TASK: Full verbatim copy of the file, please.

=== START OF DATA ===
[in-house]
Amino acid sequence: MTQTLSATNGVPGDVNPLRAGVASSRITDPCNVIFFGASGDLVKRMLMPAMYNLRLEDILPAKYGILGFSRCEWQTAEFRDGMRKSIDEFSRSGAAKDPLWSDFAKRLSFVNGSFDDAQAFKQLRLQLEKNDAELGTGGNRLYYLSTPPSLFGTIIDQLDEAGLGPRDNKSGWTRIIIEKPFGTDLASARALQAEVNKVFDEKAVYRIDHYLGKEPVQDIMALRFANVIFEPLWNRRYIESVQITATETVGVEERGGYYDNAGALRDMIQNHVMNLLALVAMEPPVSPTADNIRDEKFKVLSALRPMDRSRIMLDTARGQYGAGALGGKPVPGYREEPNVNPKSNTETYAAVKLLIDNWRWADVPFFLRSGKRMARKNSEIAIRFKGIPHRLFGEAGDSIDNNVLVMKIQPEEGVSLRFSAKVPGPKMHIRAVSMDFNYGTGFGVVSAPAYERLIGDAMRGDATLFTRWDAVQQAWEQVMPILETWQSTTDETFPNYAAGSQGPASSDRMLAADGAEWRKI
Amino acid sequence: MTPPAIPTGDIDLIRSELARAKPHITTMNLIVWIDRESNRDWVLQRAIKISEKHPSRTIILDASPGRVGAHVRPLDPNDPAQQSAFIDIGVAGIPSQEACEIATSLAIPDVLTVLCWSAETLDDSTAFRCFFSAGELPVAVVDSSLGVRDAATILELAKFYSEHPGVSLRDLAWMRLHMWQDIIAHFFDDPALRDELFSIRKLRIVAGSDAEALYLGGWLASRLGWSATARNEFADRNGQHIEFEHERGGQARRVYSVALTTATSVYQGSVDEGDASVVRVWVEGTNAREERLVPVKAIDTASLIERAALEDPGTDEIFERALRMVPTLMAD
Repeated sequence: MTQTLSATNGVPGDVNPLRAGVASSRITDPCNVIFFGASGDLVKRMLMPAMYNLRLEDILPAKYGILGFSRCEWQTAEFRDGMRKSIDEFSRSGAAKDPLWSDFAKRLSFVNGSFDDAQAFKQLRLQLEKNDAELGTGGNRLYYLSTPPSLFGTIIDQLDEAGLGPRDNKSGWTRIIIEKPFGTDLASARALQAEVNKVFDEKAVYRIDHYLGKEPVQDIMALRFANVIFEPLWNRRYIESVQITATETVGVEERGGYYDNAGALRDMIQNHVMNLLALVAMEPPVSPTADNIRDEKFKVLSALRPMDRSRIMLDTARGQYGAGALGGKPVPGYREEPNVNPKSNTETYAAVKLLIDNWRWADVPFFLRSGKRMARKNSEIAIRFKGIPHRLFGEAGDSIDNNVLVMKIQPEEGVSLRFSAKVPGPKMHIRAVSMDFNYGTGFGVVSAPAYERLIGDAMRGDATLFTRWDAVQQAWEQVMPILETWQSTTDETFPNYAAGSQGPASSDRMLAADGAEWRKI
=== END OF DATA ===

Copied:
[in-house]
Amino acid sequence: MTQTLSATNGVPGDVNPLRAGVASSRITDPCNVIFFGASGDLVKRMLMPAMYNLRLEDILPAKYGILGFSRCEWQTAEFRDGMRKSIDEFSRSGAAKDPLWSDFAKRLSFVNGSFDDAQAFKQLRLQLEKNDAELGTGGNRLYYLSTPPSLFGTIIDQLDEAGLGPRDNKSGWTRIIIEKPFGTDLASARALQAEVNKVFDEKAVYRIDHYLGKEPVQDIMALRFANVIFEPLWNRRYIESVQITATETVGVEERGGYYDNAGALRDMIQNHVMNLLALVAMEPPVSPTADNIRDEKFKVLSALRPMDRSRIMLDTARGQYGAGALGGKPVPGYREEPNVNPKSNTETYAAVKLLIDNWRWADVPFFLRSGKRMARKNSEIAIRFKGIPHRLFGEAGDSIDNNVLVMKIQPEEGVSLRFSAKVPGPKMHIRAVSMDFNYGTGFGVVSAPAYERLIGDAMRGDATLFTRWDAVQQAWEQVMPILETWQSTTDETFPNYAAGSQGPASSDRMLAADGAEWRKI
Amino acid sequence: MTPPAIPTGDIDLIRSELARAKPHITTMNLIVWIDRESNRDWVLQRAIKISEKHPSRTIILDASPGRVGAHVRPLDPNDPAQQSAFIDIGVAGIPSQEACEIATSLAIPDVLTVLCWSAETLDDSTAFRCFFSAGELPVAVVDSSLGVRDAATILELAKFYSEHPGVSLRDLAWMRLHMWQDIIAHFFDDPALRDELFSIRKLRIVAGSDAEALYLGGWLASRLGWSATARNEFADRNGQHIEFEHERGGQARRVYSVALTTATSVYQGSVDEGDASVVRVWVEGTNAREERLVPVKAIDTASLIERAALEDPGTDEIFERALRMVPTLMAD
Repeated sequence: MTQTLSATNGVPGDVNPLRAGVASSRITDPCNVIFFGASGDLVKRMLMPAMYNLRLEDILPAKYGILGFSRCEWQTAEFRDGMRKSIDEFSRSGAAKDPLWSDFAKRLSFVNGSFDDAQAFKQLRLQLEKNDAELGTGGNRLYYLSTPPSLFGTIIDQLDEAGLGPRDNKSGWTRIIIEKPFGTDLASARALQAEVNKVFDEKAVYRIDHYLGKEPVQDIMALRFANVIFEPLWNRRYIESVQITATETVGVEERGGYYDNAGALRDMIQNHVMNLLALVAMEPPVSPTADNIRDEKFKVLSALRPMDRSRIMLDTARGQYGAGALGGKPVPGYREEPNVNPKSNTETYAAVKLLIDNWRWADVPFFLRSGKRMARKNSEIAIRFKGIPHRLFGEAGDSIDNNVLVMKIQPEEGVSLRFSAKVPGPKMHIRAVSMDFNYGTGFGVVSAPAYERLIGDAMRGDATLFTRWDAVQQAWEQVMPILETWQSTTDETFPNYAAGSQGPASSDRMLAADGAEWRKI